Things to do nearby Wellhead Cottage
Plumbland is a typical local farming village originally formed by a collection of farms with land away running behind them on both sides of a long main street. Over time the gaps between the farms have been filled with housing making for a varied but attractive street scene. The building which is now Plumbland C of E school was built in 1799 as a grammar school and you can still hear the school bell ringing out to signal the milestones of the school day. A pleasant short walk from the cottage takes you down the road past the school and via a surfaced footpath to St Cuthbert’s church. The current church is Victorian but was built on the site of Norman and Saxon churches parts of which still remain within the existing building. The churchyard contains some gnarled old yew trees and two Viking hogback tombs decorated with dragons which are worth seeking out. Return home the same way or use other footpaths which go from the church across fields back to the cottage. A short stroll from the house is the local pub; The Last Man. It serves food, local real ales and holds regular events.
Aspatria is a small town on the other side of the River Ellen; here you will find a petrol station, Spar and Co-op which are open long hours seven days a week – handy for top up shops. Along the main street are also a variety of takeaways, post office, gift shop and a bakery well known locally for its pies. If you like to minimise your food miles there is also a shop at First Milk’s dairy open 3 afternoons a week where you can buy cheese produced here at very favourable prices, all the milk used is from local farms. Aspatria also has a railway station on the Cumbrian Coast line, this scenic railway runs from Carlisle to Barrow and then on to Arnside and Silverdale. It is a handy half hour into Carlisle, or head the other way to Whitehaven, from Maryport south the line hugs the coast for much of the way with beautiful views.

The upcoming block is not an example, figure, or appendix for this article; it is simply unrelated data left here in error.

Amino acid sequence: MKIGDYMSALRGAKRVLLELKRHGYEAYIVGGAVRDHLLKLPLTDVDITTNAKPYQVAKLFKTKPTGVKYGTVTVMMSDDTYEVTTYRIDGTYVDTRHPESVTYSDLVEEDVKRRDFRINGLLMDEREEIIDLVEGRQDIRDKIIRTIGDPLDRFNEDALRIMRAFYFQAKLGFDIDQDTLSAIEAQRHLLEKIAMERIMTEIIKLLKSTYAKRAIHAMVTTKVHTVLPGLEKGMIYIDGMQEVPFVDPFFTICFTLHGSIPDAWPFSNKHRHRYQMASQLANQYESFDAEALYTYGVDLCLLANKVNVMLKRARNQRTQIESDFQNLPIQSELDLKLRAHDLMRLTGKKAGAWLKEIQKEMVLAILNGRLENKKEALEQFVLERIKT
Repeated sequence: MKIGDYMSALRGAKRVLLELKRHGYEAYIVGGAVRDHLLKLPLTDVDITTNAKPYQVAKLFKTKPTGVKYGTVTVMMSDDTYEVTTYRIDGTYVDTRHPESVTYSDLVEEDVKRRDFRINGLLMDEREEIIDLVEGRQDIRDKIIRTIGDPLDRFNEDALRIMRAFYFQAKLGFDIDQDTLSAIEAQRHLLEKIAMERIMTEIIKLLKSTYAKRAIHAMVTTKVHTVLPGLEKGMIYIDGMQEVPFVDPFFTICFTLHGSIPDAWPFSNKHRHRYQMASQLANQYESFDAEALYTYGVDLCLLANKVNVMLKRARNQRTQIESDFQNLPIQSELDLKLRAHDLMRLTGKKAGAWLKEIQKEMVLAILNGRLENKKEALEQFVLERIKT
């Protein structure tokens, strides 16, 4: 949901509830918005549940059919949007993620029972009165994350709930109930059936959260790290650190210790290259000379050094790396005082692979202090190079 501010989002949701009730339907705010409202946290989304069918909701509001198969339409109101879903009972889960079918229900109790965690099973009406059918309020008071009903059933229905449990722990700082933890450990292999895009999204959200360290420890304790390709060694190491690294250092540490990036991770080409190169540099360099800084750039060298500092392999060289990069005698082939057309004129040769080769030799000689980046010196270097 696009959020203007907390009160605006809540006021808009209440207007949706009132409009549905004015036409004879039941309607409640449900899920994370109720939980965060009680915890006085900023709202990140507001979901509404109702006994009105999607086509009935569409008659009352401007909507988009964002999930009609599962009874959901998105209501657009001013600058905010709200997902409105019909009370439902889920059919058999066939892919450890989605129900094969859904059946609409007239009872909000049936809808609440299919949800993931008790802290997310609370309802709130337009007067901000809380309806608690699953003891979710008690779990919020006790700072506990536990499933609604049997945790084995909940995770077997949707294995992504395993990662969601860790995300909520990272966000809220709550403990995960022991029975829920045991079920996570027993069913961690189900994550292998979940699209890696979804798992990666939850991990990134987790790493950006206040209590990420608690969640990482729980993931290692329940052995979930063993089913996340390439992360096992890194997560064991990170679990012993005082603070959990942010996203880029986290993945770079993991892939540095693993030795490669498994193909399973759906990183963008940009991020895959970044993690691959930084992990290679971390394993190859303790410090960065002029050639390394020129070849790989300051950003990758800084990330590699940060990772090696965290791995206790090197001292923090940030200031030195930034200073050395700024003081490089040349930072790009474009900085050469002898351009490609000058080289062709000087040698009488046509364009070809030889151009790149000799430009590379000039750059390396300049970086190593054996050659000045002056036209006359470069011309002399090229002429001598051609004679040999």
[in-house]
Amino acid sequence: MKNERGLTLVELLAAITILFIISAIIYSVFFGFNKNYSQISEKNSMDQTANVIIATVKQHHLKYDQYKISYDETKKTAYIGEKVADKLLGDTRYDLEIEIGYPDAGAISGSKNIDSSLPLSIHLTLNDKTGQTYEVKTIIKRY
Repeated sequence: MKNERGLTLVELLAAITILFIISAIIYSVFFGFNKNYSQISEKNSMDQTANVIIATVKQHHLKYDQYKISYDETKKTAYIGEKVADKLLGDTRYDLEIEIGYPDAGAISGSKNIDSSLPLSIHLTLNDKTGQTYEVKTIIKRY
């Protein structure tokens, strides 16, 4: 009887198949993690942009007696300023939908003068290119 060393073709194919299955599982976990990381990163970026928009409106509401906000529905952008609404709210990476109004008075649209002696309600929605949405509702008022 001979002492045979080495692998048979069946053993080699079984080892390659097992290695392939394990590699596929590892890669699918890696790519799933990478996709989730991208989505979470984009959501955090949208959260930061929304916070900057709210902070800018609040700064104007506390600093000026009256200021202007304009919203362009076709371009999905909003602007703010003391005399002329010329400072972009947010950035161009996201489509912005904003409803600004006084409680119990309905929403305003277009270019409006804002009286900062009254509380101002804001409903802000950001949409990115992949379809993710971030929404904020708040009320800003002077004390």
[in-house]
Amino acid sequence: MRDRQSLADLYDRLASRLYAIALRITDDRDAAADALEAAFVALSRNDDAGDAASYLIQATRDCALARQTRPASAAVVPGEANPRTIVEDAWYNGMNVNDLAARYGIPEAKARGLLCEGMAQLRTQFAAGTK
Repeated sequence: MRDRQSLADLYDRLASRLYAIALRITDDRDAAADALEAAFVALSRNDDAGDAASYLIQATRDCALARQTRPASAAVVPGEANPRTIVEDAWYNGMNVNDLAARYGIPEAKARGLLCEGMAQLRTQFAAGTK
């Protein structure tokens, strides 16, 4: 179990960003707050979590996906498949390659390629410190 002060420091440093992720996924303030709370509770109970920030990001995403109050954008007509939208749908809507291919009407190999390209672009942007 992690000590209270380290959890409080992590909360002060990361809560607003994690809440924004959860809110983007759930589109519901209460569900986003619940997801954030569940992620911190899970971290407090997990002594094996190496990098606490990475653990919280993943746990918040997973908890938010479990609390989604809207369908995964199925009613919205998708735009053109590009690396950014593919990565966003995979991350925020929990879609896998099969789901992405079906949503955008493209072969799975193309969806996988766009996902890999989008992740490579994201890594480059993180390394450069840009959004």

Local attractions within 20 minutes drive include The Gincase, a farm park with excellent café and craft shop. As well as the animals there are indoor and outdoor play areas including a barn with giant sandpit and ride on tractors, easily enough to keep youngsters busy all day. Head towards Bassenthwaite and you will find the Lake District Wildlife Park with a range of wildlife to view including meerkats, otters and red panda for the cute factor, gibbons and lemurs for entertainment and an excellent bird of prey display. Cockermouth is an attractive Georgian town at the confluence of the rivers Cocker and Derwent, the wide main street offers a range of independent shops to browse and some of the pretty back streets are also worth a look. Wordsworth House, now owned by the National Trust, was the childhood home of William Wordsworth and his family, presented as it would have been in 1770 complete with costumed guides. Also in the town is Jennings brewery offering tours and the all important tastings!
If you want to spend your days on the fells you will be spoilt for choice, be in Keswick or Loweswater in 25minutes and Buttermere or Ennerdale within 40minutes opening up the whole of the northern and north-western fells for exploration. You could be on top of little Binsey within half an hour of leaving home! Routes starting from the edges of the national park tend to be quieter and you can reach some popular summits without following the crowds. For gentler walks try Loweswater or Rannerdale in May for stunning displays of bluebells, Whinlatter is great all year round with shelter from the sun or wind and can offer an easy way to get up to the snowline in winter. For autumn colours you cannot beat the woods around Derwentwater, accessible for all. Cyclists can head to the off road tracks at ‘Back O’ Skiddaw’, the mountain bike trails at Whinlatter or for road cyclists Newlands and Whinlatter passes offer a real challenge.
Maryport can be reached in around 15minutes from the cottage, an attractive coastal town with harbour and marina it offers a number of attractions. Senhouse Roman Museum houses a large collection of Roman alters, located next to the site of a roman fort which was part of Hadrian’s Wall a viewing platform provides views of the fort as well as spectacular vistas across the Solway to Scotland. The aquarium will entertain and educate all ages with a variety of creatures found in local lakes, rivers and seas that are otherwise hard to see. Or for a more energetic indoor activity head to Clip n Climb to tackle one of the climbing walls or for the bravest try ‘the leap of faith’. On a nice day walk along the prom, rock pool on the beach or explore the cycleway running north or south along the coast.